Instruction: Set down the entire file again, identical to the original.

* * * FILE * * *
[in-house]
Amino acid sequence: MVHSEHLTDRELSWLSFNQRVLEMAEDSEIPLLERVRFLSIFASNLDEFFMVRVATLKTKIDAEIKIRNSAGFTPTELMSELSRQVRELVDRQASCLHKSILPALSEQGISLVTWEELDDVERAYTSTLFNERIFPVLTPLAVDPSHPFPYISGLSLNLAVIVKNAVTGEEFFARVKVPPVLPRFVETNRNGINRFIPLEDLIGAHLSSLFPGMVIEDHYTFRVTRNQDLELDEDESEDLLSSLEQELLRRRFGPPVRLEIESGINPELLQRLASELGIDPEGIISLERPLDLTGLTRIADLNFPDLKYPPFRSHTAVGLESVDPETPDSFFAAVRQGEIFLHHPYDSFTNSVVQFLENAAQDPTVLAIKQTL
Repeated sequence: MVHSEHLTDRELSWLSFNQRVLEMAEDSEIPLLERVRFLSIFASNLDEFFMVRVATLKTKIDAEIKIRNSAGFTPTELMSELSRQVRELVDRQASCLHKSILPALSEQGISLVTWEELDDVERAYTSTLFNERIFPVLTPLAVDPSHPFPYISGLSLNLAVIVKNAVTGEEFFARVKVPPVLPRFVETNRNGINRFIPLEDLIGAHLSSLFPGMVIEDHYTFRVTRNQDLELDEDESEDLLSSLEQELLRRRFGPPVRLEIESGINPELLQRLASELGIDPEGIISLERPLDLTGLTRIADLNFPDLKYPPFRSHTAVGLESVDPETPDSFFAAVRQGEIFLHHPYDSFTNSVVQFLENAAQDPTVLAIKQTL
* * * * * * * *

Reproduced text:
[in-house]
Amino acid sequence: MVHSEHLTDRELSWLSFNQRVLEMAEDSEIPLLERVRFLSIFASNLDEFFMVRVATLKTKIDAEIKIRNSAGFTPTELMSELSRQVRELVDRQASCLHKSILPALSEQGISLVTWEELDDVERAYTSTLFNERIFPVLTPLAVDPSHPFPYISGLSLNLAVIVKNAVTGEEFFARVKVPPVLPRFVETNRNGINRFIPLEDLIGAHLSSLFPGMVIEDHYTFRVTRNQDLELDEDESEDLLSSLEQELLRRRFGPPVRLEIESGINPELLQRLASELGIDPEGIISLERPLDLTGLTRIADLNFPDLKYPPFRSHTAVGLESVDPETPDSFFAAVRQGEIFLHHPYDSFTNSVVQFLENAAQDPTVLAIKQTL
Repeated sequence: MVHSEHLTDRELSWLSFNQRVLEMAEDSEIPLLERVRFLSIFASNLDEFFMVRVATLKTKIDAEIKIRNSAGFTPTELMSELSRQVRELVDRQASCLHKSILPALSEQGISLVTWEELDDVERAYTSTLFNERIFPVLTPLAVDPSHPFPYISGLSLNLAVIVKNAVTGEEFFARVKVPPVLPRFVETNRNGINRFIPLEDLIGAHLSSLFPGMVIEDHYTFRVTRNQDLELDEDESEDLLSSLEQELLRRRFGPPVRLEIESGINPELLQRLASELGIDPEGIISLERPLDLTGLTRIADLNFPDLKYPPFRSHTAVGLESVDPETPDSFFAAVRQGEIFLHHPYDSFTNSVVQFLENAAQDPTVLAIKQTL